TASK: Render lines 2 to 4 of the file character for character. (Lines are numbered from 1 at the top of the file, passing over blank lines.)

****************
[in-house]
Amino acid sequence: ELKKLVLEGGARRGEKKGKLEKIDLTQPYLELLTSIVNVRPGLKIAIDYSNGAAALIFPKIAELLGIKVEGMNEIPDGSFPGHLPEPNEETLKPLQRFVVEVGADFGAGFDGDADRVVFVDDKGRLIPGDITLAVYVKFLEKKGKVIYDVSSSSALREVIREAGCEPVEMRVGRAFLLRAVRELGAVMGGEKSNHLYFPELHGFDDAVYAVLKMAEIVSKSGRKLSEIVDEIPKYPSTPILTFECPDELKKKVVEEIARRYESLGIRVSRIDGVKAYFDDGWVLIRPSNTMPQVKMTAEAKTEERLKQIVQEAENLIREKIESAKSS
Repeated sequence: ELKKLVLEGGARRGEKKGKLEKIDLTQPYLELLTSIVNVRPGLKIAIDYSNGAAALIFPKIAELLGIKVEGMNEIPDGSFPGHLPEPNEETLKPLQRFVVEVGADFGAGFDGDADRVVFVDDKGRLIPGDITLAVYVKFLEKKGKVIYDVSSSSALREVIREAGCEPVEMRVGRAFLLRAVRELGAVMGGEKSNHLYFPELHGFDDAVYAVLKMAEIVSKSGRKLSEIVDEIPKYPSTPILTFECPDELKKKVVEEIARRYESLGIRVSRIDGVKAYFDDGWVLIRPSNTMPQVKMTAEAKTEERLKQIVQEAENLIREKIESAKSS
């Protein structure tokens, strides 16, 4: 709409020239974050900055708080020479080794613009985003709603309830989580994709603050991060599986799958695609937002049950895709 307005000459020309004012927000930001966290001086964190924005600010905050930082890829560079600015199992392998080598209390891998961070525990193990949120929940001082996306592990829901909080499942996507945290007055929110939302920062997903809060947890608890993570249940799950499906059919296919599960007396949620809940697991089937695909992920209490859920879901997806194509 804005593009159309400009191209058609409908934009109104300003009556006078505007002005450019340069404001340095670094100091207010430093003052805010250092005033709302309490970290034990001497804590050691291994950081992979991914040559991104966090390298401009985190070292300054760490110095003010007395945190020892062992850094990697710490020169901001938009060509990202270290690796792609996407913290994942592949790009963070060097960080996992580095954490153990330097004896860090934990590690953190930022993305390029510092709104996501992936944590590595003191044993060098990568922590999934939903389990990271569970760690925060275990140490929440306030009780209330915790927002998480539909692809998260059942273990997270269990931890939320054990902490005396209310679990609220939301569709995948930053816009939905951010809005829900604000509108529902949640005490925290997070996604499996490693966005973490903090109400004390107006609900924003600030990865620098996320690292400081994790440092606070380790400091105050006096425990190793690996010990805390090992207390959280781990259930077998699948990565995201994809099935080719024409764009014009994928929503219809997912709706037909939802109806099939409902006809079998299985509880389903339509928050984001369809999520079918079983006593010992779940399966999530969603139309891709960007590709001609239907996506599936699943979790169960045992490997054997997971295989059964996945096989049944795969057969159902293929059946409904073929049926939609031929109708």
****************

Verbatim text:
Amino acid sequence: ELKKLVLEGGARRGEKKGKLEKIDLTQPYLELLTSIVNVRPGLKIAIDYSNGAAALIFPKIAELLGIKVEGMNEIPDGSFPGHLPEPNEETLKPLQRFVVEVGADFGAGFDGDADRVVFVDDKGRLIPGDITLAVYVKFLEKKGKVIYDVSSSSALREVIREAGCEPVEMRVGRAFLLRAVRELGAVMGGEKSNHLYFPELHGFDDAVYAVLKMAEIVSKSGRKLSEIVDEIPKYPSTPILTFECPDELKKKVVEEIARRYESLGIRVSRIDGVKAYFDDGWVLIRPSNTMPQVKMTAEAKTEERLKQIVQEAENLIREKIESAKSS
Repeated sequence: ELKKLVLEGGARRGEKKGKLEKIDLTQPYLELLTSIVNVRPGLKIAIDYSNGAAALIFPKIAELLGIKVEGMNEIPDGSFPGHLPEPNEETLKPLQRFVVEVGADFGAGFDGDADRVVFVDDKGRLIPGDITLAVYVKFLEKKGKVIYDVSSSSALREVIREAGCEPVEMRVGRAFLLRAVRELGAVMGGEKSNHLYFPELHGFDDAVYAVLKMAEIVSKSGRKLSEIVDEIPKYPSTPILTFECPDELKKKVVEEIARRYESLGIRVSRIDGVKAYFDDGWVLIRPSNTMPQVKMTAEAKTEERLKQIVQEAENLIREKIESAKSS
């Protein structure tokens, strides 16, 4: 709409020239974050900055708080020479080794613009985003709603309830989580994709603050991060599986799958695609937002049950895709 307005000459020309004012927000930001966290001086964190924005600010905050930082890829560079600015199992392998080598209390891998961070525990193990949120929940001082996306592990829901909080499942996507945290007055929110939302920062997903809060947890608890993570249940799950499906059919296919599960007396949620809940697991089937695909992920209490859920879901997806194509 804005593009159309400009191209058609409908934009109104300003009556006078505007002005450019340069404001340095670094100091207010430093003052805010250092005033709302309490970290034990001497804590050691291994950081992979991914040559991104966090390298401009985190070292300054760490110095003010007395945190020892062992850094990697710490020169901001938009060509990202270290690796792609996407913290994942592949790009963070060097960080996992580095954490153990330097004896860090934990590690953190930022993305390029510092709104996501992936944590590595003191044993060098990568922590999934939903389990990271569970760690925060275990140490929440306030009780209330915790927002998480539909692809998260059942273990997270269990931890939320054990902490005396209310679990609220939301569709995948930053816009939905951010809005829900604000509108529902949640005490925290997070996604499996490693966005973490903090109400004390107006609900924003600030990865620098996320690292400081994790440092606070380790400091105050006096425990190793690996010990805390090992207390959280781990259930077998699948990565995201994809099935080719024409764009014009994928929503219809997912709706037909939802109806099939409902006809079998299985509880389903339509928050984001369809999520079918079983006593010992779940399966999530969603139309891709960007590709001609239907996506599936699943979790169960045992490997054997997971295989059964996945096989049944795969057969159902293929059946409904073929049926939609031929109708």